Cost-effectiveness of a post-splenectomy registry for prevention of sepsis in the asplenic
Woolley, Ian, Jones, Penelope, Spelman, Denis and Gold, Lisa 2006, Cost-effectiveness of a post-splenectomy registry for prevention of sepsis in the asplenic, Australian and New Zealand journal of public health, vol. 30, no. 6, pp. 558-561, doi: 10.1111/j.1467-842X.2006.tb00786.x.
Background: Overwhelming, sometimes fatal infections represent a lifelong risk after surgical removal of the spleen, or in patients who develop hyposplenism as a consequence of illnesses. This risk may be reduced by all or a combination of vaccination, antibiotic prophylaxis and education. We aimed to determine if a registry approach to delivering these interventions would be cost effective using our own experience and published data. Method: The decision model compared a cohort of 1,000 people covered by a registry to a cohort of 1,000 people with no registry. The impact of the registry was assessed in terms of achieved rates of vaccination, chemoprophylaxis and education, consequent outcomes of overwhelming post-splenectomy infection (OPSI) and mortality (years of life lived). The cost-effectiveness of the registry compared with no registry was estimated in terms of additional cost per case of OPSI avoided and as additional cost per life year gained. Results: In the first two years, the additional cost of the registry was $152,611 per case of OPSI avoided or $205,931 per life year gained. After this initial registration period the costeffectiveness improves over time, such that over the cohort lifetime a post-splenectomy register is associated with an additional cost of $105,159 per case of OPSI avoided or $16,113 per life year gained. Conclusion: A registry-based approach is likely to prove cost effective in terms of mortality and rates of OPSI avoided.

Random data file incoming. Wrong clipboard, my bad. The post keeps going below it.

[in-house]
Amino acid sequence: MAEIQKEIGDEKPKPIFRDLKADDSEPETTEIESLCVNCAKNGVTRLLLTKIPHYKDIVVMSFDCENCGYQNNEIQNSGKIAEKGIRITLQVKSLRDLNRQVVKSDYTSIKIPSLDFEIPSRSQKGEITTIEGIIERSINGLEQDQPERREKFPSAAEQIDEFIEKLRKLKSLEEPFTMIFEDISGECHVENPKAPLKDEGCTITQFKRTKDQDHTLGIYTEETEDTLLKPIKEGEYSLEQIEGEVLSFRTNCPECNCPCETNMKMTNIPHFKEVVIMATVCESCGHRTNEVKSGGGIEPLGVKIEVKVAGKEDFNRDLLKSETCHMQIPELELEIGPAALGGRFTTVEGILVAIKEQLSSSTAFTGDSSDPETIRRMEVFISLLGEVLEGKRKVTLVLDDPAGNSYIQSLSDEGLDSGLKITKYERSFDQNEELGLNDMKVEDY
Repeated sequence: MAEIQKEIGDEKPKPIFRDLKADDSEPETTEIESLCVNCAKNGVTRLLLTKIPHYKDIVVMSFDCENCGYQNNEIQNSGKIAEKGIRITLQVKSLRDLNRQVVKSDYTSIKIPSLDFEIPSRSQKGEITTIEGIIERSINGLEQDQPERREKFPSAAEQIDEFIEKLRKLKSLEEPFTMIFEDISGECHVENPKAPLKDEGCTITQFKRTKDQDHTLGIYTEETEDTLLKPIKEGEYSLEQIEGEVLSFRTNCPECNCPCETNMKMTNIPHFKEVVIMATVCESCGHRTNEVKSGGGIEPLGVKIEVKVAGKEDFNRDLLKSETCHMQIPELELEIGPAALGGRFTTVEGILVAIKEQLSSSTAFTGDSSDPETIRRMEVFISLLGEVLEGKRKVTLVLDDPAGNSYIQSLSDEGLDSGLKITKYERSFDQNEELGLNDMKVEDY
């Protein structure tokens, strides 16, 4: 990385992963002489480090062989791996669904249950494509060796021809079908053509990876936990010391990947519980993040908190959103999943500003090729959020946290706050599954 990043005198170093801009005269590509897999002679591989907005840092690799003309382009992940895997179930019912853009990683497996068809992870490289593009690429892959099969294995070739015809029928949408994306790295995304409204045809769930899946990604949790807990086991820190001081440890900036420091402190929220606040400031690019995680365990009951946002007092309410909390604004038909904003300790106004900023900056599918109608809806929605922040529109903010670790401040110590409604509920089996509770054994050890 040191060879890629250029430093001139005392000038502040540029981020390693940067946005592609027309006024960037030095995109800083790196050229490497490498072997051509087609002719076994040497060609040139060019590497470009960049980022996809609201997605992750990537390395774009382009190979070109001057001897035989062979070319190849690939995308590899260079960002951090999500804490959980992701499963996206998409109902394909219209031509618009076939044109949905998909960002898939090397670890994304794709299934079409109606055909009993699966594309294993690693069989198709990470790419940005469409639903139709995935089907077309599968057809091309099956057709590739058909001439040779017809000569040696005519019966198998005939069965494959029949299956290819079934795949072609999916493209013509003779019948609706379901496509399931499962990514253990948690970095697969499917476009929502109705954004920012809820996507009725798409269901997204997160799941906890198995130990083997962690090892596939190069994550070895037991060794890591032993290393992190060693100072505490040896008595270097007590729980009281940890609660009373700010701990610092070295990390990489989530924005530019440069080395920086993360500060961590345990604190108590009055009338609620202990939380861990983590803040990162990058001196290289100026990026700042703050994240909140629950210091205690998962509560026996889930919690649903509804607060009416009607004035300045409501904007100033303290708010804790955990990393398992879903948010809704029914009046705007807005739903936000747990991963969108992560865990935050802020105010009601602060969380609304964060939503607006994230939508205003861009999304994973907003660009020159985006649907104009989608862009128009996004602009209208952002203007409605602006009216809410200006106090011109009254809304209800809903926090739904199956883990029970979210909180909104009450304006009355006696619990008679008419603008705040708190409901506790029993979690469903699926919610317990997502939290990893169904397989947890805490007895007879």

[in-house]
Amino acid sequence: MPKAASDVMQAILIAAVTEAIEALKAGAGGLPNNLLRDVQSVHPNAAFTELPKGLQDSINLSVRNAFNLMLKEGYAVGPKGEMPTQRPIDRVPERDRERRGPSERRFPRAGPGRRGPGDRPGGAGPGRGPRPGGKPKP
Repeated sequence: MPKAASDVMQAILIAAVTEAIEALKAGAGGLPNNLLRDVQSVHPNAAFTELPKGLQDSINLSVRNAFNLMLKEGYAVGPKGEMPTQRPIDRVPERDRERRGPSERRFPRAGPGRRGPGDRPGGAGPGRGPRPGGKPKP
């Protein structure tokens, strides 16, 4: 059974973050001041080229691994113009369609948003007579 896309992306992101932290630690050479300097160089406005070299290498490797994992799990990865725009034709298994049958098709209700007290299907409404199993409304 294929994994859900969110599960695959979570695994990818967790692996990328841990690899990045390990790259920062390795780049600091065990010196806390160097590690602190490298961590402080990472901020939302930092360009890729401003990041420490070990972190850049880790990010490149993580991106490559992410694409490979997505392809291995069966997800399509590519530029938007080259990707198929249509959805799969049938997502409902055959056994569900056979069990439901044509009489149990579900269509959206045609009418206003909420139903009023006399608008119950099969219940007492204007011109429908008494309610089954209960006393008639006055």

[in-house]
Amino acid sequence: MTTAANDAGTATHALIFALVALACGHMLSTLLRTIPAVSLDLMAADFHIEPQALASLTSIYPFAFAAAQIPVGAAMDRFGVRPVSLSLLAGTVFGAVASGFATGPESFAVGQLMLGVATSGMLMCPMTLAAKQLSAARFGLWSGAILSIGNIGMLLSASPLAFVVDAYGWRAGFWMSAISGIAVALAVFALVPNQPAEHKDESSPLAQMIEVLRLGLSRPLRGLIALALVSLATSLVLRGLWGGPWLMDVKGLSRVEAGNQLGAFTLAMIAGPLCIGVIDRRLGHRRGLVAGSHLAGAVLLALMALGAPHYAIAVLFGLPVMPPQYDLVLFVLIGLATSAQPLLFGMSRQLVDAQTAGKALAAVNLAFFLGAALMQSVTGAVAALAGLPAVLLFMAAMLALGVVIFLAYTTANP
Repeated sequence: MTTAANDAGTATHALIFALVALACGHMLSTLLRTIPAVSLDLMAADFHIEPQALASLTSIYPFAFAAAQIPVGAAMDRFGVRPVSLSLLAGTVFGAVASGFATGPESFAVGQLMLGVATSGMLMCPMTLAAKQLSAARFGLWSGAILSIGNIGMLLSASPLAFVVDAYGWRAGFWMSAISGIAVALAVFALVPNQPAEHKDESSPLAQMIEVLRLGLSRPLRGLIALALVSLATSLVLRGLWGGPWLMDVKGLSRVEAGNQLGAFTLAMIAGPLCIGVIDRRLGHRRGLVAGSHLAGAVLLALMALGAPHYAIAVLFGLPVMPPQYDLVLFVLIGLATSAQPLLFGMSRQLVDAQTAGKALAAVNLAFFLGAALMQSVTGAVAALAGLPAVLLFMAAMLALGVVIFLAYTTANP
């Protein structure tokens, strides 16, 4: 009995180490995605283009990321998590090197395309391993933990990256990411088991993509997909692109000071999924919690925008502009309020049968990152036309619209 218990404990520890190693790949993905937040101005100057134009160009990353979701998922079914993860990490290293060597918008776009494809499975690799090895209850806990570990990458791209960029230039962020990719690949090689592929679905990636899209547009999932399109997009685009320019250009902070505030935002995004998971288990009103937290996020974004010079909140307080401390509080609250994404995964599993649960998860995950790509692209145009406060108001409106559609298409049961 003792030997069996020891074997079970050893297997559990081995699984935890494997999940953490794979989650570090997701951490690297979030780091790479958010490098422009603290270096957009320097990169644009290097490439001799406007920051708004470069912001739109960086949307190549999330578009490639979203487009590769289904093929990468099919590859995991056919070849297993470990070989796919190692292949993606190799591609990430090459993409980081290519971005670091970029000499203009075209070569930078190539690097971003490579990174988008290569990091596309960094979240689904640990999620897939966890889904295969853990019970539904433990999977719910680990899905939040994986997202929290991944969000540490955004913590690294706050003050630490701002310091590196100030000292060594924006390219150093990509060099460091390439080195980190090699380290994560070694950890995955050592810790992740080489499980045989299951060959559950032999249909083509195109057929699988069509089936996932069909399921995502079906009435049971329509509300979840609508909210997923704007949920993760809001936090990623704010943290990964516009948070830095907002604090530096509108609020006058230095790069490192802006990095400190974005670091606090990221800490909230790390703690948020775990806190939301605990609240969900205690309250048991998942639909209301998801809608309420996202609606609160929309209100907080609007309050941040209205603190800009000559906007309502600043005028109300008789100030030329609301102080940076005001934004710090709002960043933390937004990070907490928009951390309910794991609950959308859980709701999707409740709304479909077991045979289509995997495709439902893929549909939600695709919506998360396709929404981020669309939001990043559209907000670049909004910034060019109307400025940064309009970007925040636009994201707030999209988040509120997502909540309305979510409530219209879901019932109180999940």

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Field of Research
140208 Health Economics
Socio Economic Objective
970111 Expanding Knowledge in the Medical and Health Sciences
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